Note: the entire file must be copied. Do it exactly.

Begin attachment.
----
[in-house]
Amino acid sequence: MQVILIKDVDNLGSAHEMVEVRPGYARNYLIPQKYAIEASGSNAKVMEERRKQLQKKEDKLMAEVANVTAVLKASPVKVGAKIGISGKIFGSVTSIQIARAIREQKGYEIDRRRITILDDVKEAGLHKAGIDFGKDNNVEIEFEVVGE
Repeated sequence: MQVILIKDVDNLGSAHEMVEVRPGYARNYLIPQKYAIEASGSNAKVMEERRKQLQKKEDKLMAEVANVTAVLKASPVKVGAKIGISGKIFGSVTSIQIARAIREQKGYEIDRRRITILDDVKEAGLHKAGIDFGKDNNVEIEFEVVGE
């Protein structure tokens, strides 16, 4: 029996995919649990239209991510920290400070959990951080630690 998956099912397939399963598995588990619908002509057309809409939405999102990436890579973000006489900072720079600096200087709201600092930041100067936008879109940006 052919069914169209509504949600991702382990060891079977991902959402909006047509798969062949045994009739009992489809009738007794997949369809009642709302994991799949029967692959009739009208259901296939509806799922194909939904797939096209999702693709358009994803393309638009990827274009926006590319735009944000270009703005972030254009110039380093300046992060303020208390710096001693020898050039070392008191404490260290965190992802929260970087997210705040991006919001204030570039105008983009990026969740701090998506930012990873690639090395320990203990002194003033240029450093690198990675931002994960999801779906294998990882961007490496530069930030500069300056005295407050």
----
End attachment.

[in-house]
Amino acid sequence: MQVILIKDVDNLGSAHEMVEVRPGYARNYLIPQKYAIEASGSNAKVMEERRKQLQKKEDKLMAEVANVTAVLKASPVKVGAKIGISGKIFGSVTSIQIARAIREQKGYEIDRRRITILDDVKEAGLHKAGIDFGKDNNVEIEFEVVGE
Repeated sequence: MQVILIKDVDNLGSAHEMVEVRPGYARNYLIPQKYAIEASGSNAKVMEERRKQLQKKEDKLMAEVANVTAVLKASPVKVGAKIGISGKIFGSVTSIQIARAIREQKGYEIDRRRITILDDVKEAGLHKAGIDFGKDNNVEIEFEVVGE
């Protein structure tokens, strides 16, 4: 029996995919649990239209991510920290400070959990951080630690 998956099912397939399963598995588990619908002509057309809409939405999102990436890579973000006489900072720079600096200087709201600092930041100067936008879109940006 052919069914169209509504949600991702382990060891079977991902959402909006047509798969062949045994009739009992489809009738007794997949369809009642709302994991799949029967692959009739009208259901296939509806799922194909939904797939096209999702693709358009994803393309638009990827274009926006590319735009944000270009703005972030254009110039380093300046992060303020208390710096001693020898050039070392008191404490260290965190992802929260970087997210705040991006919001204030570039105008983009990026969740701090998506930012990873690639090395320990203990002194003033240029450093690198990675931002994960999801779906294998990882961007490496530069930030500069300056005295407050």